Have you ever tried bungee-jumping? Or wished you had the courage to try something extreme, like skydiving?

Risk taking and adventure seeking is probably more important than we think.

However, as a Swiss resident I see a lot of extreme sports go wrong every year. And recent human tragedies in the Swiss and Austrian mountains made me think about the allure of danger and decision-making in extreme sports.

Does extreme equal reckless?

Thrill-seekers are often labeled as reckless. But that is far from true.

So what drives them to push the limits?

Before tragically dying from a fall off of a dangerous cliff, Ueli Steck, a legendary Swiss mountain climber wrote, “The most important thing was to stay aware of the risk at any given moment and control it. If I managed to do this, I would certainly be able to experience more exciting moments in the mountains without killing myself.”

It’s a powerful reminder of the fine line between thrill and danger.

Research by Erik Monasterio and Eric Brymer tells us that athletes like BASE jumpers tend to be calculated and self-directed, not impulsive and mere adrenaline junkies.

During the recent pandemic and the questionable lockdowns, extreme athletes have also proven to have had better coping skills with stress and isolation.

What does voluntary risk taking teach us?

But there are two crucial lessons to be learned from the mistakes and tragedies of extreme endeavours.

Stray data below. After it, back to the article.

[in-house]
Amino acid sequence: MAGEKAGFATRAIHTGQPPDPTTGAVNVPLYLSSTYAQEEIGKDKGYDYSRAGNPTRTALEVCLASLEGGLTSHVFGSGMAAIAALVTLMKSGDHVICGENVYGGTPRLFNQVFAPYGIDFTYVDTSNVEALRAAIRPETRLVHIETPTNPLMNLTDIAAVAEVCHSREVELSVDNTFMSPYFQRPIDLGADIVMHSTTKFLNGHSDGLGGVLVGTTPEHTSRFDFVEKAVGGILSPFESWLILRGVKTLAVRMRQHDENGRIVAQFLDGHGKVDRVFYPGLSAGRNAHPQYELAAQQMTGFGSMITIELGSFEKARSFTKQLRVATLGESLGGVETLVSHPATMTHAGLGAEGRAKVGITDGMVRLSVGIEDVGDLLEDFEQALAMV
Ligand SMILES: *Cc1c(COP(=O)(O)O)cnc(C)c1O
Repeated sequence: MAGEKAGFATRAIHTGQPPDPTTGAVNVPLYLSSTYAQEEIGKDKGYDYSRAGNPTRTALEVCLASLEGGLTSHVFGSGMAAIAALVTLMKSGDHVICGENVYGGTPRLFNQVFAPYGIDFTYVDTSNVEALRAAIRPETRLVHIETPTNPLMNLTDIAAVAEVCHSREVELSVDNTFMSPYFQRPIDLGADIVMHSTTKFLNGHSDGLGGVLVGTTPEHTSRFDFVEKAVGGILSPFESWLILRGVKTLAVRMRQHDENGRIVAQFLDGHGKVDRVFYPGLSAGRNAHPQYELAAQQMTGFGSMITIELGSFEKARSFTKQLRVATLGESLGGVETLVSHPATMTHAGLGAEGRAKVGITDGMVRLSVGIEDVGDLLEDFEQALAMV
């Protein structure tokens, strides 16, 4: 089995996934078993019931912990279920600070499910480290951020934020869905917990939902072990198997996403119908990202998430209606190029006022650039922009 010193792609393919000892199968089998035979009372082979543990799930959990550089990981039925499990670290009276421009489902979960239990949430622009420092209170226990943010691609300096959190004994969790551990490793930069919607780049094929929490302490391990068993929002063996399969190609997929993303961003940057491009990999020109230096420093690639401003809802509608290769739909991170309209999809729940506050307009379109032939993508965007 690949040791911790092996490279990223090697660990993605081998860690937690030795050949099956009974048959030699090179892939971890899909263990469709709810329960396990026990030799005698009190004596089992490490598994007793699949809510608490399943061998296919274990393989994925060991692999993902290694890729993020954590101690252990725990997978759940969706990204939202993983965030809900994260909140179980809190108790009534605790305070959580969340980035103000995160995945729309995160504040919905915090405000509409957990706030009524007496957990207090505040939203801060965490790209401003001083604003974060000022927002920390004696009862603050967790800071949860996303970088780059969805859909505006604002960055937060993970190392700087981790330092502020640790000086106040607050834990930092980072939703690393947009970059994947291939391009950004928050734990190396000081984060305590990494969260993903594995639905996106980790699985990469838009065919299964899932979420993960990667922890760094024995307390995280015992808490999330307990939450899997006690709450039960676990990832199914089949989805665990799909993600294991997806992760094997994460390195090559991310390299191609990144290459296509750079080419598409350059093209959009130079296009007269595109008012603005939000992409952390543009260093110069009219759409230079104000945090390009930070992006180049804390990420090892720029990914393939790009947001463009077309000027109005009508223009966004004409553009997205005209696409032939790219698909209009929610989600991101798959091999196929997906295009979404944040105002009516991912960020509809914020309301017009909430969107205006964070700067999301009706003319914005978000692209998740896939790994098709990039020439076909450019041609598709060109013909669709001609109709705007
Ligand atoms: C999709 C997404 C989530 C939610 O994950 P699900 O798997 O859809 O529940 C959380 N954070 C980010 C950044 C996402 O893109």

One major danger is the “heuristic trap” — the tendency to make decisions based on shortcuts and familiar patterns, even when those patterns lead to danger.

Another danger comes form the pressure to capture the perfect shot for social media. This can lead extreme athletes to push themselves beyond safe limits in pursuit of online validation.

Researchers like Andrea Mannberg suggest innovative training methods could better prepare athletes for the complex decisions. By recognizing and challenging their heuristic biases — like overestimating familiar terrain or succumbing to the path of least resistance — athletes could significantly enhance safety.

The take-away

So the next time you find yourself at a literal mountain peak or a metaphorical decision point in your life, ask yourself: What risks am I willing to take?
And am I making that choice with control or am I falling into a heuristic trap?

As a sports psychology enthusiast, I’m intrigued how extreme sports can reveal key insights in human behavior. And thus I want to share a few key lessons with you:

Watch Out for Shortcuts: Just as freeride skiers may miss signs of danger on a familiar slope, it’s easy to overlook risks in familiar situations. Always double-check even the routine choices.

Prep Like a Pro: Extreme athletes train hard before a challenge. Prepping thoroughly for any important decision can lead to better outcomes.

Be the Devil’s Advocate: Ask yourself “What could go wrong?”. flipping the question to see all angles helps avoid blind spots.

Check Your Emotions: Be mindful of how your feelings and peer influence are steering your decisions.

Enjoy smart & calculated risk-taking, it’s what makes us feel alive!